Hi there.

New post noti­fi­ca­tions:

It’s back-to-school sea­son in Chapel Hill. Stu­dents choke Franklin Street like kudzu, and I nearly hit them with my car, aston­ished at how much greener this year’s crop looks than the last. Surely my col­lege days were marked by at least the illu­sion of slightly more matu­rity than these kids con­vey. I am not exag­ger­at­ing when I say I can no longer reli­ably tell the dif­fer­ence between a 15 year old and a col­lege freshman.

I haven’t yet stopped mark­ing the pas­sage of time in terms of an aca­d­e­mic cal­en­dar, even though I handed in my last graded assign­ment in 2005. I was not a con­sci­en­tious stu­dent in the tra­di­tional sense, but like most of us, I find it hard to escape the well-worn rit­u­als of my school days. My alarm didn’t go off this morn­ing, and in my first dis­ori­ented moments of wake­ful panic, my dread was that I was late for the first day of school, not late for work. I’ve stuck close to col­lege towns since my own grad­u­a­tion, since that’s where my peo­ple con­gre­gate and where it’s eas­i­est to find the kind of work I’m equipped to do. I am also keenly attuned to the school year because my part­ner is star­ing down one last year of grad­u­ate school, and the bet­ter I keep in step with those text­book rhythms, the bet­ter able I am to be sup­port­ive in the rest of our shared life.

The things I miss about school tend not to be the things that took place in class­rooms. I miss being able to drive on a Wednes­day after­noon to a con­cert five hours away, then drive back in time to catch a Thurs­day morn­ing class. I don’t miss try­ing to write short sto­ries after a full day’s work and a full night’s read­ing. I miss skip­ping classes to meet pub­li­ca­tion dead­lines for the arts mag­a­zine I edited. I don’t miss buy­ing sci­ence textbooks.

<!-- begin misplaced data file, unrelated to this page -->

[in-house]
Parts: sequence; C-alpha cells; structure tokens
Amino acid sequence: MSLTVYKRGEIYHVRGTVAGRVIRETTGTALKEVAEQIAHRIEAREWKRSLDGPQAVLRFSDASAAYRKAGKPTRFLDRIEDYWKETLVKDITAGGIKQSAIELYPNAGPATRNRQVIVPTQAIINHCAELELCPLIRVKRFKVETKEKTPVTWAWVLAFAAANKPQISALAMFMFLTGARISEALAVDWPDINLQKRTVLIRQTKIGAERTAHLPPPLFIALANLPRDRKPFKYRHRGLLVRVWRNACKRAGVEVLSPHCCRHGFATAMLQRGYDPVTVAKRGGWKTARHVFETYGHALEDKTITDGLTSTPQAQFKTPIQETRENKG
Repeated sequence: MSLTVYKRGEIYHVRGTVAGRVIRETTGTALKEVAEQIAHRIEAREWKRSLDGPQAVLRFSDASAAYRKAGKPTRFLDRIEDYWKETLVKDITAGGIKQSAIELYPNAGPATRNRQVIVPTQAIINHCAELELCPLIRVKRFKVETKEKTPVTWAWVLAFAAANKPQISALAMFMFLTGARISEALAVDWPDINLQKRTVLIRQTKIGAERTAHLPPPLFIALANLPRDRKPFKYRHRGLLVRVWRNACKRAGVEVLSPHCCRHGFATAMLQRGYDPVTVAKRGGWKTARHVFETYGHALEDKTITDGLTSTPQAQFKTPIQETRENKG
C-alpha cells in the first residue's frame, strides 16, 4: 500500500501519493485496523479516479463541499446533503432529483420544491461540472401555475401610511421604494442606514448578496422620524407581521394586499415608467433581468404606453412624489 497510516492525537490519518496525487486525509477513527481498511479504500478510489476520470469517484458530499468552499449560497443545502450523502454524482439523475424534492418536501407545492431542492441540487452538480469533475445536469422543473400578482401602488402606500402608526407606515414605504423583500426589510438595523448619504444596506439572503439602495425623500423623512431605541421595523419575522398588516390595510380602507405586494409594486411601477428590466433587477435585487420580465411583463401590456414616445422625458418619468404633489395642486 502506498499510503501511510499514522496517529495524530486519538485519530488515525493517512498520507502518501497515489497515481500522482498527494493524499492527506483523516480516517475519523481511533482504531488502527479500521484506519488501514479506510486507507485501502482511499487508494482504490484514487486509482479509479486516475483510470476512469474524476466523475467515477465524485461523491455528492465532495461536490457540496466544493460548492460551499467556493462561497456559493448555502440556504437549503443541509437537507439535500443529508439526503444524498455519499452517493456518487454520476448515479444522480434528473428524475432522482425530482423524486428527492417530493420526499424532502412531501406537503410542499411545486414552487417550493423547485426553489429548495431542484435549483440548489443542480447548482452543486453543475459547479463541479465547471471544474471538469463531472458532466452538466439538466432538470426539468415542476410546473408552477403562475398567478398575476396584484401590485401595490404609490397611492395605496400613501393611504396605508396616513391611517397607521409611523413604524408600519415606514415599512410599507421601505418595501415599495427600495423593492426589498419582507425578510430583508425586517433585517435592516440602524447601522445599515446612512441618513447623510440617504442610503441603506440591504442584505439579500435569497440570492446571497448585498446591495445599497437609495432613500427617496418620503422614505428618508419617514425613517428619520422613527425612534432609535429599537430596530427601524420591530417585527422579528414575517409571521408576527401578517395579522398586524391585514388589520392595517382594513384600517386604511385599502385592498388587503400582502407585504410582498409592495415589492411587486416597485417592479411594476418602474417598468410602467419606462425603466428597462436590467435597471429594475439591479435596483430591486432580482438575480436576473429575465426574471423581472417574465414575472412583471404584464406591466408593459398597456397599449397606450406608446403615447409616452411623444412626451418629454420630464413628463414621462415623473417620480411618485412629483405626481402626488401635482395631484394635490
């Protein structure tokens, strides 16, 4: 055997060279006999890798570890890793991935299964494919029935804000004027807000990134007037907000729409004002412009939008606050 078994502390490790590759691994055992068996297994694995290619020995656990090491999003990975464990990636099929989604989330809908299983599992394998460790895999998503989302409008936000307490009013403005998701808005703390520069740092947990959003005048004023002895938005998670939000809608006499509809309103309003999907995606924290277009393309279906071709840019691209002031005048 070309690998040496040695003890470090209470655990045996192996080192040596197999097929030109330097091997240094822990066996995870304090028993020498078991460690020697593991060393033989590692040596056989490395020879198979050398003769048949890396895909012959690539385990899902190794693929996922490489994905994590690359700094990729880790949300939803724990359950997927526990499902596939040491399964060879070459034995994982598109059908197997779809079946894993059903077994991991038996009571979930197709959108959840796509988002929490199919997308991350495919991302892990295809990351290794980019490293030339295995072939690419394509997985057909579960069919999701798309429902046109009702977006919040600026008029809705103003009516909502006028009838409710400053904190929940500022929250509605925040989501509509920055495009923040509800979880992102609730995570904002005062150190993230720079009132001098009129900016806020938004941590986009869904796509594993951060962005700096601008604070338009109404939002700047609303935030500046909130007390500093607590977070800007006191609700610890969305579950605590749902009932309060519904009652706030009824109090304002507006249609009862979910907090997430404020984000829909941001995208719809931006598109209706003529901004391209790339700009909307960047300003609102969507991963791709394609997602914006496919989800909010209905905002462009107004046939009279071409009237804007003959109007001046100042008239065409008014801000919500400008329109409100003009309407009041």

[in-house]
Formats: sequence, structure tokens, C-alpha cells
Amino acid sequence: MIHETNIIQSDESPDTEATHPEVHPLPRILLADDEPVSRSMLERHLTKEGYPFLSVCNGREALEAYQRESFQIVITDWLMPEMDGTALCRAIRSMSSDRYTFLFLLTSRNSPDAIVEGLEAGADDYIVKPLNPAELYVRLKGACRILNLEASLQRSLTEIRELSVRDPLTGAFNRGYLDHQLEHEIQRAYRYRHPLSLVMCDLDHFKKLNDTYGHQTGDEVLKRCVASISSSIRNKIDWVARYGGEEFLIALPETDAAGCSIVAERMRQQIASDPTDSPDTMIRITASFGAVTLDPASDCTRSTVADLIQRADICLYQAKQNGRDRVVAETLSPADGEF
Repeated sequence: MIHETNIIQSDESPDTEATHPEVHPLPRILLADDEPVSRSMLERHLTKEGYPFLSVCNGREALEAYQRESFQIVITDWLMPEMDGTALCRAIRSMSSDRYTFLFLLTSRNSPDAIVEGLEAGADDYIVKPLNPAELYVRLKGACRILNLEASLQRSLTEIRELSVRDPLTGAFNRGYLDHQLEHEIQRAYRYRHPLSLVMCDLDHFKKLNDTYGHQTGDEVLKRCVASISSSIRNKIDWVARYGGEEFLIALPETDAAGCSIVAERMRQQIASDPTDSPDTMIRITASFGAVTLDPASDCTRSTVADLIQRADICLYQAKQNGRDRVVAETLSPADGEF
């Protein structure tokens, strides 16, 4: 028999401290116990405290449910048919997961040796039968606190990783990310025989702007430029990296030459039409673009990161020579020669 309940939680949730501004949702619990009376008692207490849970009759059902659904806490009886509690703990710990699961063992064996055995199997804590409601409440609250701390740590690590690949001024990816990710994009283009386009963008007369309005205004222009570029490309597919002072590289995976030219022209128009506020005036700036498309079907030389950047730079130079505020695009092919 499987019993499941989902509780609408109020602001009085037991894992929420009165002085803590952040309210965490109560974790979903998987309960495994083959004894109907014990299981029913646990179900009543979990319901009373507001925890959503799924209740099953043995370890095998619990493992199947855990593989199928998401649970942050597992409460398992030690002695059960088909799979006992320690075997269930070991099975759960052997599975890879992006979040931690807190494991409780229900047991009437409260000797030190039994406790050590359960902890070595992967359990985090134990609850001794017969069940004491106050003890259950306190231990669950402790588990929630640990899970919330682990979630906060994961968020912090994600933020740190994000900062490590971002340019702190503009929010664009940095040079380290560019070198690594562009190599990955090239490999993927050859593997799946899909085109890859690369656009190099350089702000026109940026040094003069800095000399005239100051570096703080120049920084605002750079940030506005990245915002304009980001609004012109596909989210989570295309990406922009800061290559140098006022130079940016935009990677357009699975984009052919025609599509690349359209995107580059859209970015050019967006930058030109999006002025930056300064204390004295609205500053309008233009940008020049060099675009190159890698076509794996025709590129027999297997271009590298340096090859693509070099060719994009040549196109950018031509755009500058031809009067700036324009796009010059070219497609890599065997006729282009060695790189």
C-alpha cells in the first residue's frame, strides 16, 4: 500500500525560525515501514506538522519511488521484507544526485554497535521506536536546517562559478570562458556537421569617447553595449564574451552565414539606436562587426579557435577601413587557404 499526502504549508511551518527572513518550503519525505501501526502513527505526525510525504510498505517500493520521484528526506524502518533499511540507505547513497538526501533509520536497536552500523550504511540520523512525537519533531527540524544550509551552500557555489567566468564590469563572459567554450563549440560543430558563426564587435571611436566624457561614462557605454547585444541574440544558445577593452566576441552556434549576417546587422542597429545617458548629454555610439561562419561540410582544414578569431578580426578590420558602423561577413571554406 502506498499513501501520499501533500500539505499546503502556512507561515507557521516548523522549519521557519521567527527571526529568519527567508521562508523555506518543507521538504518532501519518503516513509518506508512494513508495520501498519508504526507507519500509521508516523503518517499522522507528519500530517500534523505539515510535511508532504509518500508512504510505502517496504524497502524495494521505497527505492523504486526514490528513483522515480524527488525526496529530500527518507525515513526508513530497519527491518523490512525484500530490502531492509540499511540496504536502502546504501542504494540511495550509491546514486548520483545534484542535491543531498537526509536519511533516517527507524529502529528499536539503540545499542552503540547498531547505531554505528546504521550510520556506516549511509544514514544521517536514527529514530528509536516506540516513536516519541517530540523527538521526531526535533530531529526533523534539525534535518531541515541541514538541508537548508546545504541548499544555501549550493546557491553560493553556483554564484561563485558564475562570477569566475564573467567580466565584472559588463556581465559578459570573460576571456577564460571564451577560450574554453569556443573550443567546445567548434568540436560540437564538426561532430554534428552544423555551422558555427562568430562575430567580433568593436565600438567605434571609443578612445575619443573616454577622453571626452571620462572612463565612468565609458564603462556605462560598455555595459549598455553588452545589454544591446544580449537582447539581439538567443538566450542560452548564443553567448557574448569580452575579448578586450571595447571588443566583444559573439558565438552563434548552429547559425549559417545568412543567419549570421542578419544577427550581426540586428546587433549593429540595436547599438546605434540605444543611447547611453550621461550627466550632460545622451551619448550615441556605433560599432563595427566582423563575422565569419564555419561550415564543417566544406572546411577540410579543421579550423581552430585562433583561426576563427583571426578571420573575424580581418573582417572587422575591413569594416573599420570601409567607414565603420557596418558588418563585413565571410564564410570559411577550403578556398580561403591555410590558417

But what I miss least about col­lege is the illu­sion that I could achieve com­pe­tence in any body of knowl­edge dur­ing the course of one semes­ter, one lab, one minor, one major. The tra­jec­tory of my edu­ca­tion strongly implied an end­point, a moment at which I would finally arrive, sure in the knowl­edge of … some­thing. There is a relent­less­ness to this kind of edu­ca­tion that belies the truth of learn­ing. I was never taught the con­vic­tion that I would some day fully grasp any­thing worth know­ing. Maybe it was in one of the lessons I skipped, but it seems like the kind of thing that would have been on the final.

Col­lege did offer a built-in com­mu­nity, and in the absence of shared classes and enforced prox­im­ity, build­ing and main­tain­ing that kind of cama­raderie has proven dif­fi­cult, espe­cially in a town where most peo­ple are just pass­ing through. Maybe it’s thanks to this prac­tice that I’ve got­ten bet­ter at mak­ing friends quicker. Maybe it’s also due to my friends’ tran­sience that I feel increas­ingly guilty about being a shoddy cor­re­spon­dent when it comes to my farther-flung peo­ple. Can this post count as a let­ter to all of you?

I will say this for the struc­tured learn­ing envi­ron­ment: there are some things I absolutely can’t pick up any other way. I’ve moved three times now with an acoustic gui­tar that I still can’t play for the life of me. It was given to me to cel­e­brate the end of grad­u­ate school and the bounty of time I would have to learn it. I also can’t seem to fin­ish a short story with­out those oner­ous dead­lines. My sense these days that I don’t have time for such things is as much an illu­sion as the one that promises those of us who’ve paid our share of tuition that we’ll even­tu­ally pos­sess a dis­crete body of knowledge.

Attain­ment is folly. Every­thing I can name leads to another ques­tion. As long as I can keep ask­ing, I’ll be okay.

Every two weeks some friends and I cre­ate new posts on the same topic. This week’s syn­chroblog posts — ask­ing “Are we there yet?” — are listed on our group blog, The Cre­ative Col­lec­tive. Please read them all.